Even as Apollon himself is a gatekeeper god, Boreas would seem to act as such for Apollon, and the griffins too with which Apollon has been pictured, those gold loving creatures who likely find bliss in the pure gold radiance of Apollon as he comes near. Griffins which are  horse killers, that would seek to attack the soul chariots of mortals. These griffins would be nearly as fearsome as Cerebus himself but far less welcoming to any souls less they be driven in Apollon’s own swan chariot. And if these alone are not dissuasive then Boreas himself is, his bitter breath driving all away, to return to the comfort of hearths, or in the case of souls, to more welcome routes.

The sacredness of the north is also affirmed by the Etruscans who were widely respected in the ancient world for their augury. Etruscans placed the highest of the gods to dwell in the northern quadrant of the heavens. For any to seek to attain this kingdom would have been probably seen as hubric as Bellerophon’s attempt to climb Olympos on the back of winged Pegasus. And what happened to him? A hornet stung the stallion, throwing the rider to his death. Beware those who attempt the roads of the gods. This is no less true, by far, than with Apollon in his northern route. This distinguishes him from Persephone and Dionysos whose routes are clear markers for the way for human souls. Few, does Apollon take upon his sacred northern road. King Croesus being one example whom Apollon took up for his devotion according to Pindar. And Pindar too I would imagine, and all the great poets. Those whom he loves. So I greet the breath of Boreas as reminder of this holy route, for the part he plays.

Preparing for Adonia

I often forget to write about rituals that come up, but I haven’t forgotten this time to mention it!  So at the moment I am getting ready to celebrate Adonia,which I tend to celebrate on Easter. I know that others hold their celebrations for Adonia later in the year, closer to summer, but I know others who also celebrate on or around Easter, and the fact that I celebrate Hyakinthia at the end of spring makes it rather convenient for my calendar in any case 🙂 There of course seems to be a fair similarity to my mind between the myths of Adonis and that of Hyakinthos. You have competition between two gods (in the myth of Adonis you have him spending part of his year with Persephone, and the other part with Aphrodite, likewise you have Apollon and Zephyrus desiring Hyakinthos), and some seasonal correspondance. However, this does not mean that I feel it is appropriate to lump them together as being representative of the same kind of thing going on in the same time of the year. Rather, the details of the myths reveal certain things about when it may be best to celebrate it, or perhaps even when they were celebrated if one dares to stretch that far.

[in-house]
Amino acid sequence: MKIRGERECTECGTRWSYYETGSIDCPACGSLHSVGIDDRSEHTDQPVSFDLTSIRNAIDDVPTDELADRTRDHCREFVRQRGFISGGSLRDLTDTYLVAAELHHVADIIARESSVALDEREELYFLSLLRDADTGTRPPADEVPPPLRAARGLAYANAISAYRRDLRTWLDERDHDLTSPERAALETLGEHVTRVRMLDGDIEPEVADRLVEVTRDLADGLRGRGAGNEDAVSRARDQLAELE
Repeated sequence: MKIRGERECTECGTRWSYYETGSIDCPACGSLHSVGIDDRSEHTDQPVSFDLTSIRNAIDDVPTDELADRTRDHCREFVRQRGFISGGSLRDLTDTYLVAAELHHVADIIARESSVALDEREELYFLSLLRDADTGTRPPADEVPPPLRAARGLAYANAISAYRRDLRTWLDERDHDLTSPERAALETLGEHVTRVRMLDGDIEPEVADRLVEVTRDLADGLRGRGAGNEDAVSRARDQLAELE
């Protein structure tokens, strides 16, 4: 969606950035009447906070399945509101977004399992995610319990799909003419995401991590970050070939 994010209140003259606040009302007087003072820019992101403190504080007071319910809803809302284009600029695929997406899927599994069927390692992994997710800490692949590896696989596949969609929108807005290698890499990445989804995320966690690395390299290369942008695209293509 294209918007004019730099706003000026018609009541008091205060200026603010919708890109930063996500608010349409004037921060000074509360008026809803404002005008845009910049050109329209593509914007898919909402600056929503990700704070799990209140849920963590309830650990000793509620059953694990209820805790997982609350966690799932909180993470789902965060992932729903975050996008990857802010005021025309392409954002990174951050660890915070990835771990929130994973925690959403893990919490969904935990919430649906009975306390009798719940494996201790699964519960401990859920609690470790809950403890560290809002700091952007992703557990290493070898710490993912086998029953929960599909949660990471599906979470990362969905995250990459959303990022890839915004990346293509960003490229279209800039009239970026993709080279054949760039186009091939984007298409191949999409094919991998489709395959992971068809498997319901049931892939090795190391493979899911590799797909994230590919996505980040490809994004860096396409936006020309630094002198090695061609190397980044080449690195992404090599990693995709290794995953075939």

First, Adonis strikes me as being specifically about spring due to the gods which are involved. Particularly the time between the tail end of summer and in mid-spring, long before the coming of summer. In the myth this seems to highlighted by the fact that he is being torn between Persephone (with whom he spends time while she is in Hades’ court) and Aphrodite. It is suggested to me that when, or perhaps shortly before, Persephone returns to her mother Adonis would have been released to Aphrodite’s company. As such you have Adonis transitioning between winter and spring most specifically, and then destroyed in the flower of his youth by Ares or Apollon, one out of jealousy and the other for retribution, via a boar depending on which version you prefer. Pigs being an animal it seems that have some special connection with the spring and autumn seasons in which you have transitions into and out from winter. It seems that the Calydonian boar is a perfect example of the autumnal transition as the harvest is completed and the boar has been sent out to revenge Artemis upon the people. Turning this over now we have the boar which slays Adonis, which, if you have read my post on boars and pigs, has an especial connection with Artemis as per the location of where he was killed and how this same area once spawned the Calydonian boar too. Therefore Adonis’ boar is the spring equivalent which is also threshing life, though rather than mature life ready for harvest, this boar is destroying the flower that will never, thereafter, fruit. It, therefore, is not entirely logical either to place his festival at the end of spring or anywhere towards summer in which the maturation cycle takes place. Adonis is forever captured as a tender youth hunting in the woods. He is the very imagery of youth prior to taking up the mantle of manhood, and therefore a good reason why you have imagery of the company of Hippolytus hunting with Artemis as the occupation of boys.